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A HSE spokesperson confirmed to the Medical Independent (MI) that following the Grenfell Tower fire tragedy, which took place in London on 14 June 2017, HSE Estates has sought to identify all buildings that have cladding-type systems installed.
An expert group has been established which is, at present, evaluating all available information in relation to the Grenfell Tower fire and similar type cladding systems in Ireland.
The group is identifying the legislative requirements for cladding systems in Ireland; identifying different cladding-type systems installed on healthcare buildings in Ireland; and is developing an inspection methodology that will be used to evaluate the identified cladding systems.
A sample number of sites have been chosen initially for inspections by the expert group. These inspections will inform the final evaluation methodology, which will be applied in the inspection programme.
In response to a parliamentary question on the subject by Fianna Fáil TD Mr Thomas Broughan, the HSE stated preliminary indications suggest the cladding used in Beaumont Hospital, Dublin, is not combustible.
However, all the buildings on the Beaumont site will be evaluated according to the evaluation methodology once it is devised.
The Grenfell Tower fire occurred at the 24-storey block of public housing flats in North Kensington, London, UK.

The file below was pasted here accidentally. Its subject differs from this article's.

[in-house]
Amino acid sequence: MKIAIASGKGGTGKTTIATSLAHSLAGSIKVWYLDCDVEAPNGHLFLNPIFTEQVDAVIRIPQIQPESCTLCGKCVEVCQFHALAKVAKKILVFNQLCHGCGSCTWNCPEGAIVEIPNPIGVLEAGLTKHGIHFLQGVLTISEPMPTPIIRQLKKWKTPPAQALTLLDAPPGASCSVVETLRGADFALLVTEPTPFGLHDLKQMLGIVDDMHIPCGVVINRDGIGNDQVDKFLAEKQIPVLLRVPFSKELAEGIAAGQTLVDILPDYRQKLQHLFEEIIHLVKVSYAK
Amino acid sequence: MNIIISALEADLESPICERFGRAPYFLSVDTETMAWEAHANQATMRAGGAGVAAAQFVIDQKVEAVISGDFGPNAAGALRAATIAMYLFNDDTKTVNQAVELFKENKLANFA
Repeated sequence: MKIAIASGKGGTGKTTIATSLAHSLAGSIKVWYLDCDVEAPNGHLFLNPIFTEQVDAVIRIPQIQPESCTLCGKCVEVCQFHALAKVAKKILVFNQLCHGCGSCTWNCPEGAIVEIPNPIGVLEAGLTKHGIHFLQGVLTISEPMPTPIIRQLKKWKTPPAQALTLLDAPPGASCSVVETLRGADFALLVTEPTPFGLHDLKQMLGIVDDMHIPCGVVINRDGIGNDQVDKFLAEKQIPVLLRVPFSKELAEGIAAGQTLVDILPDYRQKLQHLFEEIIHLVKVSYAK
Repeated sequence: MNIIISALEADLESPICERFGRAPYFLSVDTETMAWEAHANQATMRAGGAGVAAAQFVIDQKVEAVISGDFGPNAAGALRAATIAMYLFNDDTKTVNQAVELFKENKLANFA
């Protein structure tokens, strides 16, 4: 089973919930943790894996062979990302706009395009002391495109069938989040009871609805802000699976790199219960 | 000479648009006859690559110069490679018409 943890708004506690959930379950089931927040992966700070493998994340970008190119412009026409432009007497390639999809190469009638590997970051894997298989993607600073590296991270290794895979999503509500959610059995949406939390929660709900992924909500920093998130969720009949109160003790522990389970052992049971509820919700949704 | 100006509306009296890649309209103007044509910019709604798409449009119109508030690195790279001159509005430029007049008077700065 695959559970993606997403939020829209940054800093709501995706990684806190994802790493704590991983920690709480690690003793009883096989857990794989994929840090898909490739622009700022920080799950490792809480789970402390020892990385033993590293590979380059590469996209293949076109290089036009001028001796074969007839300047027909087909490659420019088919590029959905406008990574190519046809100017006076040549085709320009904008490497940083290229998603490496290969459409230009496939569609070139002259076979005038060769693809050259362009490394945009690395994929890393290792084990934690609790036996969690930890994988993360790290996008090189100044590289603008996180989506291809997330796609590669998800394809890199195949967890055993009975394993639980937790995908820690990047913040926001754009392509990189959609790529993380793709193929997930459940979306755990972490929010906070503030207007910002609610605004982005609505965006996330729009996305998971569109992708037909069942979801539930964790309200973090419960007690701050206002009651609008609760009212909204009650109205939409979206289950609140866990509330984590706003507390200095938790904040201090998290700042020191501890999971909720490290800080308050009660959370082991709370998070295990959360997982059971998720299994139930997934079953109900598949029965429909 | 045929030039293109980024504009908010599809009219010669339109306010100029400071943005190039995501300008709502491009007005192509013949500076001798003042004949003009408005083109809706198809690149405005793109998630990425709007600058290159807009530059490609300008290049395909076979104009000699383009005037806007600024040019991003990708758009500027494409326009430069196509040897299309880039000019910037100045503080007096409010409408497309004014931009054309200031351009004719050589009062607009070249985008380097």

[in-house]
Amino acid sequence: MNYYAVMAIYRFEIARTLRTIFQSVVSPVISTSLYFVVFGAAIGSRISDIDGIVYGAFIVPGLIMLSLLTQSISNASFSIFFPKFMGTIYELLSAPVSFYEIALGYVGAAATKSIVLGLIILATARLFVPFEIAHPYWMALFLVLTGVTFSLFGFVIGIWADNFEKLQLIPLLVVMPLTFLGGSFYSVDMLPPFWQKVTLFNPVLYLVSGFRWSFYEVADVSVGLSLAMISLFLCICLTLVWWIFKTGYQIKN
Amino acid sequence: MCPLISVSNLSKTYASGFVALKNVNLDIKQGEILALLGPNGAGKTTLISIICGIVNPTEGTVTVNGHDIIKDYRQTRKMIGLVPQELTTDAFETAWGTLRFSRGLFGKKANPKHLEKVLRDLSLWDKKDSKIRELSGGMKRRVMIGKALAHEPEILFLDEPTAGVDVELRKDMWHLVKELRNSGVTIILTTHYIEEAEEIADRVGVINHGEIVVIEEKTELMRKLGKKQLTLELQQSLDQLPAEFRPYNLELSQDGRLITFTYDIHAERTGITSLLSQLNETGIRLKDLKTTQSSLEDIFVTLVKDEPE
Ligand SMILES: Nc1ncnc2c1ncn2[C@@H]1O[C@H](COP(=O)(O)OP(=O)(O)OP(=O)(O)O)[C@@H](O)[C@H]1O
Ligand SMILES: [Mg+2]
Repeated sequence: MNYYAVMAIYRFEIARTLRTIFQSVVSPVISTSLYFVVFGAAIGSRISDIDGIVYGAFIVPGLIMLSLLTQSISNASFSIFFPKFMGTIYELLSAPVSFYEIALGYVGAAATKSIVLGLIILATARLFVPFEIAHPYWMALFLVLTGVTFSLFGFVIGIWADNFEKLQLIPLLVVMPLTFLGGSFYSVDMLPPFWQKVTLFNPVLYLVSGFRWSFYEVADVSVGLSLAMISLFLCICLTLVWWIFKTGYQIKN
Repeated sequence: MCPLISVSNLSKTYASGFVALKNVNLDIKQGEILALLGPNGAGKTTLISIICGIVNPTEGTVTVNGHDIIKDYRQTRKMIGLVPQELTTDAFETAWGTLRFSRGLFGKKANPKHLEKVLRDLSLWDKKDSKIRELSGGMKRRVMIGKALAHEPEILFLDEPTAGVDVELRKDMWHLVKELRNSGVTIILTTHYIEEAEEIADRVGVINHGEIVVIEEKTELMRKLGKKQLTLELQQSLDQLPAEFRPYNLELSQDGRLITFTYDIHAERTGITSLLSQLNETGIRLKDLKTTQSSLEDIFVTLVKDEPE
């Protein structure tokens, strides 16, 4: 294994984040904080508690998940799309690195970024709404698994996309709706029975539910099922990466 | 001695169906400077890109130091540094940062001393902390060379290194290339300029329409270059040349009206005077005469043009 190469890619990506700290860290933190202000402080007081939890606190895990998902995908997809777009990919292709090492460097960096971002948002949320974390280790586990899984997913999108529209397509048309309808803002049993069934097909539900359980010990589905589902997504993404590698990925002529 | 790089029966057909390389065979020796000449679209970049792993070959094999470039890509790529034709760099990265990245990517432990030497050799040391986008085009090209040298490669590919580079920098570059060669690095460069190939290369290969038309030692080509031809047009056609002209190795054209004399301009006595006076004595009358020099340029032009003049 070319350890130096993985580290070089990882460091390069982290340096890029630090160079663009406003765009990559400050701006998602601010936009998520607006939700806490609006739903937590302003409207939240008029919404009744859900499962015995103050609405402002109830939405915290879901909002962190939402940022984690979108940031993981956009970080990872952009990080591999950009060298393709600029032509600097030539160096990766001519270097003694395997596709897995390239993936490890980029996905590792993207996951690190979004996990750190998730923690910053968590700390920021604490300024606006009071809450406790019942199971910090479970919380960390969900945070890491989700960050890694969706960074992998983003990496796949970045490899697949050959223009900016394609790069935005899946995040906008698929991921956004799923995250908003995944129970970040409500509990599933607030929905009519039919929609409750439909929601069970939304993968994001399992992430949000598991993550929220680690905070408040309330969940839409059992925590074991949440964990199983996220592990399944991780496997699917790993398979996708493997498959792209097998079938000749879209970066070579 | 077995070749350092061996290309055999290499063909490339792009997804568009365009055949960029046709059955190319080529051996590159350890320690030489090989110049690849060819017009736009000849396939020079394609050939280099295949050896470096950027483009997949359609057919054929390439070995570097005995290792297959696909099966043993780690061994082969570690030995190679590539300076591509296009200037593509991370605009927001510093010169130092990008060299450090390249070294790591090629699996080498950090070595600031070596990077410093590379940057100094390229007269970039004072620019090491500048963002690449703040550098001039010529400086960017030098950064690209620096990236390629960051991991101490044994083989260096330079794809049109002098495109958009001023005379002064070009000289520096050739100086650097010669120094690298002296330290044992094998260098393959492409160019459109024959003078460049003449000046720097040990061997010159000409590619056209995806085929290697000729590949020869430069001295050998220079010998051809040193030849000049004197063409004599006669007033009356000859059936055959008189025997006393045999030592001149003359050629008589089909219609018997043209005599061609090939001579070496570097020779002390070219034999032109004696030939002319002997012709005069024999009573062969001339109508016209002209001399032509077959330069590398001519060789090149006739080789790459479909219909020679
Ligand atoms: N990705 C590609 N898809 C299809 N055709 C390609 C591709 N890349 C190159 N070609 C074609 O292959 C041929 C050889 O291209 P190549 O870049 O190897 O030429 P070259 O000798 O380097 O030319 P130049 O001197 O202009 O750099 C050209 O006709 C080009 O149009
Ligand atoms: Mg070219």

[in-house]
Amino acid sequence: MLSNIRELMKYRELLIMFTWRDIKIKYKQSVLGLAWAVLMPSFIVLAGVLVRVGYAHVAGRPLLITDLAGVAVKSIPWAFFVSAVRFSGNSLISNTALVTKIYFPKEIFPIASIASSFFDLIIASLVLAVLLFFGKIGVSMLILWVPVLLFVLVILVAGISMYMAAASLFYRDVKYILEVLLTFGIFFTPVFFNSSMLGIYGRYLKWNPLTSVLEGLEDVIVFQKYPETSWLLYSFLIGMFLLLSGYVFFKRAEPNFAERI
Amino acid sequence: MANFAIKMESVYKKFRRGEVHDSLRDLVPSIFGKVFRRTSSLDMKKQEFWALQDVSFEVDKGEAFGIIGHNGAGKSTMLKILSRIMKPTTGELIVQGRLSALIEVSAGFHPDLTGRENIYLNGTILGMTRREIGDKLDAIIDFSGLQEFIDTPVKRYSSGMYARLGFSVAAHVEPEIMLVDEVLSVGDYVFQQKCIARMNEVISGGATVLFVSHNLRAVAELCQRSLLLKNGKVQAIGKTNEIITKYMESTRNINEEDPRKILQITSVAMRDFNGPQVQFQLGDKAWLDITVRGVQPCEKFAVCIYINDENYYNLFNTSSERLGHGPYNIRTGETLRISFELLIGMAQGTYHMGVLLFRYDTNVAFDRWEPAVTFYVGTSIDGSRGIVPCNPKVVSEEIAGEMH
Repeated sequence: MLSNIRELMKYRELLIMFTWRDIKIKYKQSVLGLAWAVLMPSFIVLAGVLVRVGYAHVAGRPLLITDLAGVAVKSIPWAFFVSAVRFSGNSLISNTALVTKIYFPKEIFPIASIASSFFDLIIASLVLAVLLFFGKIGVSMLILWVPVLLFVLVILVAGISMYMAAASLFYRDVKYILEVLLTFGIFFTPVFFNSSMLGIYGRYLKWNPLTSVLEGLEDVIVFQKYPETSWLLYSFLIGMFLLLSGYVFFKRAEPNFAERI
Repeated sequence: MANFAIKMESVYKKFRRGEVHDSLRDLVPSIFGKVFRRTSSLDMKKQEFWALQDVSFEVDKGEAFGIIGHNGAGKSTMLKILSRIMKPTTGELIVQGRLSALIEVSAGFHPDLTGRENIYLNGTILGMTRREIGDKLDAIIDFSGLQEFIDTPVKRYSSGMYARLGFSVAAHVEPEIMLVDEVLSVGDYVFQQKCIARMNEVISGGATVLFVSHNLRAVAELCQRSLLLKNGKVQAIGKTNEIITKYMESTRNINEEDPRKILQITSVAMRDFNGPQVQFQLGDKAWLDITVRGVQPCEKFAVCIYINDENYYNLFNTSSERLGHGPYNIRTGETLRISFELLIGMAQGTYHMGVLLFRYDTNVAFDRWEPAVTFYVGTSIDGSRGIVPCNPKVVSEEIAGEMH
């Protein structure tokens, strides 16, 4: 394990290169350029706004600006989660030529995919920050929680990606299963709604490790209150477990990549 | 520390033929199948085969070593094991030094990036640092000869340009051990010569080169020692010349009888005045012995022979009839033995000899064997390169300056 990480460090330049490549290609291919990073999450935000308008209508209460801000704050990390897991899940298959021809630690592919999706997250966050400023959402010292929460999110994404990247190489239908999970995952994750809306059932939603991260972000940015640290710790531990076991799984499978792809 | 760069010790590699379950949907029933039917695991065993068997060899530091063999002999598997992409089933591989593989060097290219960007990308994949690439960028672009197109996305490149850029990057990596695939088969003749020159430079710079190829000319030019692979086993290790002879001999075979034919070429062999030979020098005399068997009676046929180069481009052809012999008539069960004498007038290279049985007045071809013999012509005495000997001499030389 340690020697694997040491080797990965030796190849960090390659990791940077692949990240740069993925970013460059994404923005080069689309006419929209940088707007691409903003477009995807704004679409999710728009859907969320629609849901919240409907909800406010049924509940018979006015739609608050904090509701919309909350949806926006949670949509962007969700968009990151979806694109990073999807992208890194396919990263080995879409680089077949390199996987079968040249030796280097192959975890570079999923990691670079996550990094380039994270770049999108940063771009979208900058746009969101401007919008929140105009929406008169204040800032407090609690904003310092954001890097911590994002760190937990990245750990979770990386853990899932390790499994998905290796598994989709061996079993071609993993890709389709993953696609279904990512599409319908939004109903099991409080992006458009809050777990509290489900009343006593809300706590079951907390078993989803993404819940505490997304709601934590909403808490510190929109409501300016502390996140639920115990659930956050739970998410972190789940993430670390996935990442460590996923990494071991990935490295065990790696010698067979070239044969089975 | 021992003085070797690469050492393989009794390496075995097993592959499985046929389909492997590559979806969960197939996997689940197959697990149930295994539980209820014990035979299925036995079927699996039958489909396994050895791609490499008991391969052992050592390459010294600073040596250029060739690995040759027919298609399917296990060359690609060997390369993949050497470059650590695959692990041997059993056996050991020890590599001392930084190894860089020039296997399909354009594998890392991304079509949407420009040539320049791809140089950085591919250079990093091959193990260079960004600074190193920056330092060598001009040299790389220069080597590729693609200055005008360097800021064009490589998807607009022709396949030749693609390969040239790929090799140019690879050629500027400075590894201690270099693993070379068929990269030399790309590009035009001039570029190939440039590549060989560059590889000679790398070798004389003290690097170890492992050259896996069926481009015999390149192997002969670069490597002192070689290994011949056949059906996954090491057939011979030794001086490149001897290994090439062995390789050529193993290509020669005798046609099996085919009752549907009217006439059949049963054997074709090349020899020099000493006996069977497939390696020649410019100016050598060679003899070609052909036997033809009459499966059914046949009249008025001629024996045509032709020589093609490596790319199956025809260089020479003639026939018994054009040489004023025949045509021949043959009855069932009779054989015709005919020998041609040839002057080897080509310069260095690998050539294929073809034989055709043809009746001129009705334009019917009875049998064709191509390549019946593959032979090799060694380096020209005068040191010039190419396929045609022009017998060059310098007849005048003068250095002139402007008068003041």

The fire caused at least 80 deaths and over 70 injuries, although a definitive death toll is not expected until at least 2018.
The rapid growth of the fire is believed to have been accelerated by the building’s exterior cladding, which is of a common type in widespread use.
The HSE spokesperson told MI that fire safety is a primary focus for the Executive.
The HSE Estates Directorate has completed comprehensive fire safety risk assessments on all premises where it delivers 24-hour care.
The assessments have been completed by external fire safety consultants to an agreed methodology developed by the HSE Estates Directorate.
From the assessments completed, the HSE Estates Directorate formulates a programme of fire safety works in each of its facilities that deals with both passive and active fire safety issues identified and prioritised through the fire safety risk assessment process.
An example of these works are: Replacing and upgrading fire detection and alarm systems; replacing emergency lighting systems that are at end-of-life; installing passive fire safety systems on compartment lines; replacing hand-held fire-fighting equipment; and the provision of new evacuation equipment.